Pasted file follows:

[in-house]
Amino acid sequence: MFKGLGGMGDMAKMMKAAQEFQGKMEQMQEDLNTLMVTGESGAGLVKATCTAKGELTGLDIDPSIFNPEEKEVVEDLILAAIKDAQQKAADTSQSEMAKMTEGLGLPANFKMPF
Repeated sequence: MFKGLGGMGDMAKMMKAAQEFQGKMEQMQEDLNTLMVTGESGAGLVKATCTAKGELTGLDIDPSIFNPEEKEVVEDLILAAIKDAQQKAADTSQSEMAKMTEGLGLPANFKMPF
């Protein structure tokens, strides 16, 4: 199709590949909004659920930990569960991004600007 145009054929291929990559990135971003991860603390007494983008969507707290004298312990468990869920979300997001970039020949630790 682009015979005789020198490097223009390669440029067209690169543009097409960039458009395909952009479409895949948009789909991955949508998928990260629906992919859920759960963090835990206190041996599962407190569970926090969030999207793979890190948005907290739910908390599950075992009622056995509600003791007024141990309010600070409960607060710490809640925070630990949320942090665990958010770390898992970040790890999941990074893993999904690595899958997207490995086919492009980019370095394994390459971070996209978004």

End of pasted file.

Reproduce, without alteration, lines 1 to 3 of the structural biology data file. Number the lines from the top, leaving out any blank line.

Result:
[in-house]
Amino acid sequence: MFKGLGGMGDMAKMMKAAQEFQGKMEQMQEDLNTLMVTGESGAGLVKATCTAKGELTGLDIDPSIFNPEEKEVVEDLILAAIKDAQQKAADTSQSEMAKMTEGLGLPANFKMPF
Repeated sequence: MFKGLGGMGDMAKMMKAAQEFQGKMEQMQEDLNTLMVTGESGAGLVKATCTAKGELTGLDIDPSIFNPEEKEVVEDLILAAIKDAQQKAADTSQSEMAKMTEGLGLPANFKMPF